minute’s silence will be held for the victims of the Stonehaven rail crash one year on from the disaster.
The train drivers’ union Aslef said the ScotRail derailment, which claimed three lives on August 12 last year, would be silently reflected upon by workers on Thursday morning.
Driver Brett McCullough, 45, conductor Donald Dinnie, 58, and passenger Christopher Stuchbury, 62, died when the 6.38am Aberdeen to Glasgow Queen Street train crashed into a landslide across the tracks near Stonehaven, Aberdeenshire following heavy rain.
Six other people were injured onboard the train, which came off the tracks at 9.37am and would have been busier were it not for the pandemic, said Aslef.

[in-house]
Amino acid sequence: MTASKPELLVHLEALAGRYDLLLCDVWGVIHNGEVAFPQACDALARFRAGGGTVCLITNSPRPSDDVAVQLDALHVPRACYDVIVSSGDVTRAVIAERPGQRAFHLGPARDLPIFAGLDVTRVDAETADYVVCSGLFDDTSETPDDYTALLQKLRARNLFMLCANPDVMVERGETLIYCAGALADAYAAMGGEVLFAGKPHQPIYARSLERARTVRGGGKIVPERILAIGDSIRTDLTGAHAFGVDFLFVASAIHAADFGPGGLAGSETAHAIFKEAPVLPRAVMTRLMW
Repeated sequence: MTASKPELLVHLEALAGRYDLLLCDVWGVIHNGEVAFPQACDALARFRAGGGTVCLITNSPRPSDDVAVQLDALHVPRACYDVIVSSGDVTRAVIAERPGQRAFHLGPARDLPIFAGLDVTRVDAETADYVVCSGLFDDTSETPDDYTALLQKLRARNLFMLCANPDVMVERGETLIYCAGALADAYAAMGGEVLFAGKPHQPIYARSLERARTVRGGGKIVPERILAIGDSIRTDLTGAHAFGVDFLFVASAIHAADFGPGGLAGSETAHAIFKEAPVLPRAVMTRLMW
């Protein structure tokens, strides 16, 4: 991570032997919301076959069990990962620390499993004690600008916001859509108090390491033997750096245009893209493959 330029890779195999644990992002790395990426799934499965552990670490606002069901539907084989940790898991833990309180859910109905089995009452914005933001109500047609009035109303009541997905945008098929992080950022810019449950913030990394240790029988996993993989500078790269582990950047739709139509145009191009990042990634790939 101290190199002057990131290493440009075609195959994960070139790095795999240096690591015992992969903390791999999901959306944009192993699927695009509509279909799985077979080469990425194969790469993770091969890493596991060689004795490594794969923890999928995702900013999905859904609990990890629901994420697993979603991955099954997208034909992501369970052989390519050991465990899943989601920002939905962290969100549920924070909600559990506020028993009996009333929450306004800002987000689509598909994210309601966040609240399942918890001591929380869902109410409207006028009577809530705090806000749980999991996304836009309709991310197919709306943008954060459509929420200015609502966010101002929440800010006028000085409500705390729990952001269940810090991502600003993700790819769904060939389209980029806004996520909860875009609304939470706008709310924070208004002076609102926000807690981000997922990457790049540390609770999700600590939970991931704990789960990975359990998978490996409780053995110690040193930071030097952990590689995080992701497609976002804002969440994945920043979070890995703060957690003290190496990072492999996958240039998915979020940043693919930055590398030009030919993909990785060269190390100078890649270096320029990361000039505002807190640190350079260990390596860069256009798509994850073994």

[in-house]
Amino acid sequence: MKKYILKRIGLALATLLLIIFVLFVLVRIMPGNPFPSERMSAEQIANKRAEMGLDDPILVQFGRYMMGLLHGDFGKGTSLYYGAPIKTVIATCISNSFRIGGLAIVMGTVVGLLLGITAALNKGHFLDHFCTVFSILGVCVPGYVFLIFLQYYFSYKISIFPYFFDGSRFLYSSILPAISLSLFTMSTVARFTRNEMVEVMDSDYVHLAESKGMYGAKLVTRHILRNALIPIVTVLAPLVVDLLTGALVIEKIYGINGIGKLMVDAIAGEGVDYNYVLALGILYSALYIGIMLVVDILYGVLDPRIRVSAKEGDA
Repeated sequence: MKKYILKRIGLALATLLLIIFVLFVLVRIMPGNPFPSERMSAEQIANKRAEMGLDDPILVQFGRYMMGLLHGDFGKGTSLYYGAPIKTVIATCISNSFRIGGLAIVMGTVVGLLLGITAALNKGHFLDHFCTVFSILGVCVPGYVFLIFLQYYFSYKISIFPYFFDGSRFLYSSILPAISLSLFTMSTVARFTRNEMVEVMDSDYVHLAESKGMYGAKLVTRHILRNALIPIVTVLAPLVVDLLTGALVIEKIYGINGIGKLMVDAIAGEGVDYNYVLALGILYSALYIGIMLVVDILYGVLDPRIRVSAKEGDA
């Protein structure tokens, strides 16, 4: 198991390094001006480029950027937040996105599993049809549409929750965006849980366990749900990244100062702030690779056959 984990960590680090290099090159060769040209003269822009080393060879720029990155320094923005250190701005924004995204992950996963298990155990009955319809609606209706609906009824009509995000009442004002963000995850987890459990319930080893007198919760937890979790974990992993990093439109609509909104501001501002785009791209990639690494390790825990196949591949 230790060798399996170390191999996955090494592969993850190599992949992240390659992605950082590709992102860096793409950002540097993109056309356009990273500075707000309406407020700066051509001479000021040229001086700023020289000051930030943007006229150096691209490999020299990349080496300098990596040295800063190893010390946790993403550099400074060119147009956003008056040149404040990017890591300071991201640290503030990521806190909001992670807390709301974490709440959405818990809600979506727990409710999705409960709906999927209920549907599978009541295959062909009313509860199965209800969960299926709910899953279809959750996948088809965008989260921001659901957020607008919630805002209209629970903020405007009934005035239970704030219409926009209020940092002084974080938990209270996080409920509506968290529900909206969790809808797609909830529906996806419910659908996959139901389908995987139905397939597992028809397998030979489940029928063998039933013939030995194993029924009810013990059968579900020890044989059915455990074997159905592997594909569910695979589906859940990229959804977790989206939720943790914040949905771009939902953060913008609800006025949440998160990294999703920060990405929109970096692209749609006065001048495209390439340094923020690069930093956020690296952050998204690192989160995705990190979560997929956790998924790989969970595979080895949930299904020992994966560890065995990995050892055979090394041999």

Network Rail’s interim report on the crash found the train “struck a pile of washed-out rock and gravel before derailing”.
The Rail Accident Investigation Branch has said there was “near-continuous heavy rain” in the area between around 5.50am and 9am on the day of the crash, which caused “significant flooding”.
The 51.5mm of rain that fell in this period was almost 75% of the monthly total in Aberdeenshire in an average August.
But it was “dry and sunny” when the derailment happened at 9.37am.
The 6.38am service from Aberdeen to Glasgow was returning towards Aberdeen at the time of the accident due to the railway being blocked.
It was travelling at around 73mph – below the maximum permitted speed of 75mph for that section of track – when it struck the debris and derailed to the left, destroying a bridge barrier.